Eastern Kentucky University

Poster Title

Monitoring Howling Monkey Ranging Behavior Using Vocalizations in Ometepe, Nicaragua

Institution

Eastern Kentucky University

Abstract

Researchers have suggested that folivorous primates in secondary growth forests, compared with those in primary growth forests, have greater intergroup distance and daily path length. To test this hypothesis, population surveys of mantled howling monkeys (Alouatta palliata) were conducted July, 2011 on Ometepe Island, Nicaragua in both undisturbed primary forest and reclaimed secondary forest. The two forest types are largely representative of common environments howlers inhabit. Triangulation of predictable vocalizations (the "dawn chorus", a spacing mechanism), combined with ground censuses, were used to determine the daily location and size of six howler groups. Groups in the secondary forest were larger than those in the primary forest, but the female / male ratio for all groups surveyed was similar (between 2:1 and 5:1). Spacing was approximately 300 meters between groups in the undisturbed primary forest, and 400 meters between groups in the secondary forest. Daily path length averaged nearly 25 meters per day, much smaller than that normally reported for A. palliata. Overall, intergroup spacing significantly increased in secondary forests. Daily path length, however, was much smaller than the estimated 400 meter figure in previous research on A. palliata in secondary forests.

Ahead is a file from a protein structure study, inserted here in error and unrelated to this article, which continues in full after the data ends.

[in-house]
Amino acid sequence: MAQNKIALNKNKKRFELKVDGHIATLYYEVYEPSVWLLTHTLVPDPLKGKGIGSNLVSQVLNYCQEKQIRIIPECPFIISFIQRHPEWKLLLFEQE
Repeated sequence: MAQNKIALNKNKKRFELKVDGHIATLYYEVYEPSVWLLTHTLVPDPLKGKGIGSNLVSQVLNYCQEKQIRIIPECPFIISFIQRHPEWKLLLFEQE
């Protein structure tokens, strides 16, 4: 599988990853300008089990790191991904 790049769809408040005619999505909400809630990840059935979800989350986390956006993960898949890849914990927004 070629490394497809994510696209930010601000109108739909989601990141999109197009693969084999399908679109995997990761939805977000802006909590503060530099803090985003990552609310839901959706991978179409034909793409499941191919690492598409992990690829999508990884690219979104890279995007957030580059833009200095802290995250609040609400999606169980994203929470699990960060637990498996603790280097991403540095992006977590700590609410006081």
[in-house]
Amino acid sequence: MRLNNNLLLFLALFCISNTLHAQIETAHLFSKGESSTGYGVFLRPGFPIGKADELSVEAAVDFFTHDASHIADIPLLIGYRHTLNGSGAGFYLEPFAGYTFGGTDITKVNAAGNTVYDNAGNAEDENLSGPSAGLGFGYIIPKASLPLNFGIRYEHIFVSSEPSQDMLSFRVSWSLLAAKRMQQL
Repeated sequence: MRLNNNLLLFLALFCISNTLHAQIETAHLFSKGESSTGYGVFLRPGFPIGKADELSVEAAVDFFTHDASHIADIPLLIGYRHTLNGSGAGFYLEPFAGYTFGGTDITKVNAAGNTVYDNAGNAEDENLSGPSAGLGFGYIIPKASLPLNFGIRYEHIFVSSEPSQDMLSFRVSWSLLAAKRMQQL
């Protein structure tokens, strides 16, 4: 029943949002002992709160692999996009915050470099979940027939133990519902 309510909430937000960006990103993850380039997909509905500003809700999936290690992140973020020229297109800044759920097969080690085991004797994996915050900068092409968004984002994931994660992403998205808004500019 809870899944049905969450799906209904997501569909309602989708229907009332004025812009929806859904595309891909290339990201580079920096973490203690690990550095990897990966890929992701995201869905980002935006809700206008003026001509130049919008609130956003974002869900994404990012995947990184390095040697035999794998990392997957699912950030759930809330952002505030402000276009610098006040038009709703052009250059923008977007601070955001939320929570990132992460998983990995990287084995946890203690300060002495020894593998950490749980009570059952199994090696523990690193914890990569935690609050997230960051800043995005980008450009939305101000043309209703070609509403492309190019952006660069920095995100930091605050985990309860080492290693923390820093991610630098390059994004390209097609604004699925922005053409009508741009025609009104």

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Monitoring Howling Monkey Ranging Behavior Using Vocalizations in Ometepe, Nicaragua

Researchers have suggested that folivorous primates in secondary growth forests, compared with those in primary growth forests, have greater intergroup distance and daily path length. To test this hypothesis, population surveys of mantled howling monkeys (Alouatta palliata) were conducted July, 2011 on Ometepe Island, Nicaragua in both undisturbed primary forest and reclaimed secondary forest. The two forest types are largely representative of common environments howlers inhabit. Triangulation of predictable vocalizations (the "dawn chorus", a spacing mechanism), combined with ground censuses, were used to determine the daily location and size of six howler groups. Groups in the secondary forest were larger than those in the primary forest, but the female / male ratio for all groups surveyed was similar (between 2:1 and 5:1). Spacing was approximately 300 meters between groups in the undisturbed primary forest, and 400 meters between groups in the secondary forest. Daily path length averaged nearly 25 meters per day, much smaller than that normally reported for A. palliata. Overall, intergroup spacing significantly increased in secondary forests. Daily path length, however, was much smaller than the estimated 400 meter figure in previous research on A. palliata in secondary forests.